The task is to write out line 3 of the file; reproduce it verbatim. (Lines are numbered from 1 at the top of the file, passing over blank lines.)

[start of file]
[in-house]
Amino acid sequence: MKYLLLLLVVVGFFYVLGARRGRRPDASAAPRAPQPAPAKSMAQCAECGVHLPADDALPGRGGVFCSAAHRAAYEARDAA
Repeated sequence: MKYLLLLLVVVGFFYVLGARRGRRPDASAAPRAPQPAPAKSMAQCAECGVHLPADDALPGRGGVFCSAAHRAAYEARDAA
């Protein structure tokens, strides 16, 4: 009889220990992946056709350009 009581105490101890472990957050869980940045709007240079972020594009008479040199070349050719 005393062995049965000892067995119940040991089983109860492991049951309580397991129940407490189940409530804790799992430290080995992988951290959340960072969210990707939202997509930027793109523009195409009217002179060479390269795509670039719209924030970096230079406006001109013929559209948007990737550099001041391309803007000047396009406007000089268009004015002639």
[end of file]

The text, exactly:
Repeated sequence: MKYLLLLLVVVGFFYVLGARRGRRPDASAAPRAPQPAPAKSMAQCAECGVHLPADDALPGRGGVFCSAAHRAAYEARDAA